20. – 25. Februar 2005, Dagstuhl-Seminar 05081

Foundations of Global Computing


José Luiz Fiadeiro (University of Leicester, GB)
Ugo Montanari (University of Pisa, IT)
Martin Wirsing (LMU München, DE)

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Today software undergoes a fast technological progress where not only the complexity of software systems is considerably increasing but also the computing infrastructure is dramatically changing. The internet serves as platform for globally distributed applications; objects we work with are more and more equipped with processors and embedded software; in the Grid approach computing power is shared among many distributed processors; physical devices are mobile, data can migrate, and applications come and go in a dynamically changing ad-hoc way. Thus computation becomes global in the sense that it is distributed over the net and highly dynamic, with the network often changing dynamically.

These developments lead to enormous engineering challenges for

  1. constructing global computing systems with predictable and desirable behaviour and
  2. ensuring reliability, safety, security, and availability of global computing systems.

Current engineering techniques such as object-orientation, modelling languages such as UML, and actual programming languages such as Java and CASE tools can only partly cope with these problems. These approaches support only partly the construction of global computing systems and have to be extended with new appropriate concepts for software architecture, coordination, distribution and mobility. Moreover, these pragmatic approaches lack scientific foundations for analysing and validating global computing systems. On the other hand, formal techniques such as process calculi, type systems and logics for specifying, analysing and validating global computing systems are only partially available and mostly not well connected with systematic development methods.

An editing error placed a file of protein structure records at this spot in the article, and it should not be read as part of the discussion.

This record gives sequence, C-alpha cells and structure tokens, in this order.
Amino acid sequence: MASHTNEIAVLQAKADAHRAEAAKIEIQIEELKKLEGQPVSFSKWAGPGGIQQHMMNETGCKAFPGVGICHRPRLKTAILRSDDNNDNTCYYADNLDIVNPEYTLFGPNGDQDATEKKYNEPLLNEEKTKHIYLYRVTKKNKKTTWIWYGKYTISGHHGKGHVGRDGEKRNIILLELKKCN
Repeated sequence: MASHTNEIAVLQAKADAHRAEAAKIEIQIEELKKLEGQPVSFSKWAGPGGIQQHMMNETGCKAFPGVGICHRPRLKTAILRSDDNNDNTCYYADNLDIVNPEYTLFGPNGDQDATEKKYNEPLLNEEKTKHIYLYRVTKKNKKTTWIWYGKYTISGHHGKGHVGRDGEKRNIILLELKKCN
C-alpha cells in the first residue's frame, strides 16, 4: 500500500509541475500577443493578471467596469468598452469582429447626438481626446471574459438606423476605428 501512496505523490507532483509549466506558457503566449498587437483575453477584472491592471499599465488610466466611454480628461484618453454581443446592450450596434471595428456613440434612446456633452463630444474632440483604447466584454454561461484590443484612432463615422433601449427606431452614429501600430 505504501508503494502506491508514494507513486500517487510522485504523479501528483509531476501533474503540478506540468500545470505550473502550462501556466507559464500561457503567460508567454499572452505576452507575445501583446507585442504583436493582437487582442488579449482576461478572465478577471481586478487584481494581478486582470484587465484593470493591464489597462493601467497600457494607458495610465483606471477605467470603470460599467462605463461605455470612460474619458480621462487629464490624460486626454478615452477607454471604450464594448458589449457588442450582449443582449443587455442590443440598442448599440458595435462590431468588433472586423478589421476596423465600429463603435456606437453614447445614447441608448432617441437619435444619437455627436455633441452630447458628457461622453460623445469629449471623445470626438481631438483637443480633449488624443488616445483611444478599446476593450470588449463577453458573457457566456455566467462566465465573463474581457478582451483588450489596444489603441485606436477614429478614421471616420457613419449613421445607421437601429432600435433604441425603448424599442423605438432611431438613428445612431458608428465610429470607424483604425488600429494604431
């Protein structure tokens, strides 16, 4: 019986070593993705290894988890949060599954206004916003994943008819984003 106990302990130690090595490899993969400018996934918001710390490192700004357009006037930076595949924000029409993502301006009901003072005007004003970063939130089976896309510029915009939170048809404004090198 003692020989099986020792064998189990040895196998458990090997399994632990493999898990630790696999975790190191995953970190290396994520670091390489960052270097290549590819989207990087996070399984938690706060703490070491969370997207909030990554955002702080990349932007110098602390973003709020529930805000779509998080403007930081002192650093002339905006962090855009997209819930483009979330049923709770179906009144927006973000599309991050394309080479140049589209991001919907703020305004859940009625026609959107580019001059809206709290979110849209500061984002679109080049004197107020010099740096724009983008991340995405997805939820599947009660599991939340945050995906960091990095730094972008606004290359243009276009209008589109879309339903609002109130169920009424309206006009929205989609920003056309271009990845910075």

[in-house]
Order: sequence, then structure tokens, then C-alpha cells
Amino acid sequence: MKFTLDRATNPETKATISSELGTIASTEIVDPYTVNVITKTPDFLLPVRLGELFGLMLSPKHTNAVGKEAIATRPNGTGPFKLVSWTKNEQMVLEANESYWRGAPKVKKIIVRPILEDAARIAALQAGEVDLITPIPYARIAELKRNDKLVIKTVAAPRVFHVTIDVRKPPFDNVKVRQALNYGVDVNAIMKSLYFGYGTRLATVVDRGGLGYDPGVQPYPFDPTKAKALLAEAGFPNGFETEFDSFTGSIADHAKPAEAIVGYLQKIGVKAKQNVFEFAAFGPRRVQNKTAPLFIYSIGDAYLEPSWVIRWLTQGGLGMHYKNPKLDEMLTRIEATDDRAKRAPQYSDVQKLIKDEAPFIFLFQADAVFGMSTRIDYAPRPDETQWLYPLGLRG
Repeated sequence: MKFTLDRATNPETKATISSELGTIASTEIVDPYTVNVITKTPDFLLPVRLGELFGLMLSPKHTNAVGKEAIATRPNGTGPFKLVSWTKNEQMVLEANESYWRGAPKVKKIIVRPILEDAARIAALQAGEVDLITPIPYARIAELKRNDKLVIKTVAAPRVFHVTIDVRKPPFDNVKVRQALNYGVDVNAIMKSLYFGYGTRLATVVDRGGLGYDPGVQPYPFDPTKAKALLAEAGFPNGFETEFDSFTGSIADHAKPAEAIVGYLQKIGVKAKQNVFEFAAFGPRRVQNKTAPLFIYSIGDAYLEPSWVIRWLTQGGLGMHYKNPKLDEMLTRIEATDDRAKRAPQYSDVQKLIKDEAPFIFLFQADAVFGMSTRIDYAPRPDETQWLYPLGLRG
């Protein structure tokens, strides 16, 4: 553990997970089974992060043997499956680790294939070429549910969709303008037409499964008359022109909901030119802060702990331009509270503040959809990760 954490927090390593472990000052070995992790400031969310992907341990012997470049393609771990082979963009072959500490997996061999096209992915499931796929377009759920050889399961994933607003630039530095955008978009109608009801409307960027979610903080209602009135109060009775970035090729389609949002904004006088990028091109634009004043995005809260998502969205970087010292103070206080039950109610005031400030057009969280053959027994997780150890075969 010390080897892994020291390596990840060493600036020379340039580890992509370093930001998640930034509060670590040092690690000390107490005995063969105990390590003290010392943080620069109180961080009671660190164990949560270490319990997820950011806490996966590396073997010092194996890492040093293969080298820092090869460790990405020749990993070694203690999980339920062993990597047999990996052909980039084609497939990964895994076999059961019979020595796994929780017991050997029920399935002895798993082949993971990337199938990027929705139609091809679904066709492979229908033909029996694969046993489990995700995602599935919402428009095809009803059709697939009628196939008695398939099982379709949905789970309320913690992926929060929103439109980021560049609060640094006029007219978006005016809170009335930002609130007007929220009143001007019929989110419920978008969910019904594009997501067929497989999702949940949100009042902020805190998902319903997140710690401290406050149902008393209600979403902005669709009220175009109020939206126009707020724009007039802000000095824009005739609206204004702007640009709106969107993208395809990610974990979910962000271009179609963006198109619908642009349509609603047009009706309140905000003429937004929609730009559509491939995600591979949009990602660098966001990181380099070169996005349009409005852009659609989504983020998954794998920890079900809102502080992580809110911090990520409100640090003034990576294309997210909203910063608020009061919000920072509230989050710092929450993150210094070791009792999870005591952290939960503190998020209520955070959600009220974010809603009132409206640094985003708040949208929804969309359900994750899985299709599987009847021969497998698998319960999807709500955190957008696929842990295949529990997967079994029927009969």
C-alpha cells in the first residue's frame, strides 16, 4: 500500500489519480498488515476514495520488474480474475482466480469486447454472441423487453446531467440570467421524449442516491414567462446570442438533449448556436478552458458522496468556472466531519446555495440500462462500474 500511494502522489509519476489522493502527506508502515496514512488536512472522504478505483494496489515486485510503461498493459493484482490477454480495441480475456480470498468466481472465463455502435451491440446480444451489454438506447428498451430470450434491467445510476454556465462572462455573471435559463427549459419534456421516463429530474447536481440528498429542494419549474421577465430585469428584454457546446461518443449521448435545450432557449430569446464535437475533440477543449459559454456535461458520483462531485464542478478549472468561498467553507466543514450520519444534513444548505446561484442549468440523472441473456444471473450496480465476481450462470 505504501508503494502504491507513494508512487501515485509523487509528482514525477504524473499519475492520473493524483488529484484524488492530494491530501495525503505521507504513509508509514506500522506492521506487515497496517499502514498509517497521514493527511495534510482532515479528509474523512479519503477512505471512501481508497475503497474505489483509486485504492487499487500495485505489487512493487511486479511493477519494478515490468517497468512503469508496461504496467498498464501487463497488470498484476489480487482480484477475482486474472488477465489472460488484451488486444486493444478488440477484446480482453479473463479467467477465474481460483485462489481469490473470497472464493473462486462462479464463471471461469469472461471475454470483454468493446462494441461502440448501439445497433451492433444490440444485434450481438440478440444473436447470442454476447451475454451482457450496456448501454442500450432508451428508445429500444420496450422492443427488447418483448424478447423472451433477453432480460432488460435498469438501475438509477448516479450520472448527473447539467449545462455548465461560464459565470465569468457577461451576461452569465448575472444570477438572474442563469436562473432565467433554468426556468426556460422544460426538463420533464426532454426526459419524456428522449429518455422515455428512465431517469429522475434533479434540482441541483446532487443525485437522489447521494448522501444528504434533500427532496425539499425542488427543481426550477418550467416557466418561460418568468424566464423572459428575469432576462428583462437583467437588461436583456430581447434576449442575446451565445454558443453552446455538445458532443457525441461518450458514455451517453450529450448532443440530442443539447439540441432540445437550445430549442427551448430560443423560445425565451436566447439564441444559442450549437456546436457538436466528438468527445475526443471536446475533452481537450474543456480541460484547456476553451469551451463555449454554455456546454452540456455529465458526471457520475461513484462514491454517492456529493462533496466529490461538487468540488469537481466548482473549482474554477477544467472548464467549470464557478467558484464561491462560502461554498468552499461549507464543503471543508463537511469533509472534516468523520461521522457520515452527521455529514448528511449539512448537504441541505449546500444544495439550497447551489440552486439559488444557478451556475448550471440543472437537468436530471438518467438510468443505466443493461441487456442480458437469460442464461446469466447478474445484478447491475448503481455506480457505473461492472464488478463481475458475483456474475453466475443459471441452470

The aim of this seminar is to study foundational theories, calculi and techniques for global computing systems and to bring them together with methods for systematically developing global computing systems. The topics of the seminar include:

  1. calculi, models, and semantic theories of concurrent, distributed, mobile global computing systems,
  2. types and logics for security, safety, resource-control and availability of global computing systems,
  3. systematic development techniques, modelling and programming languages for global computing.


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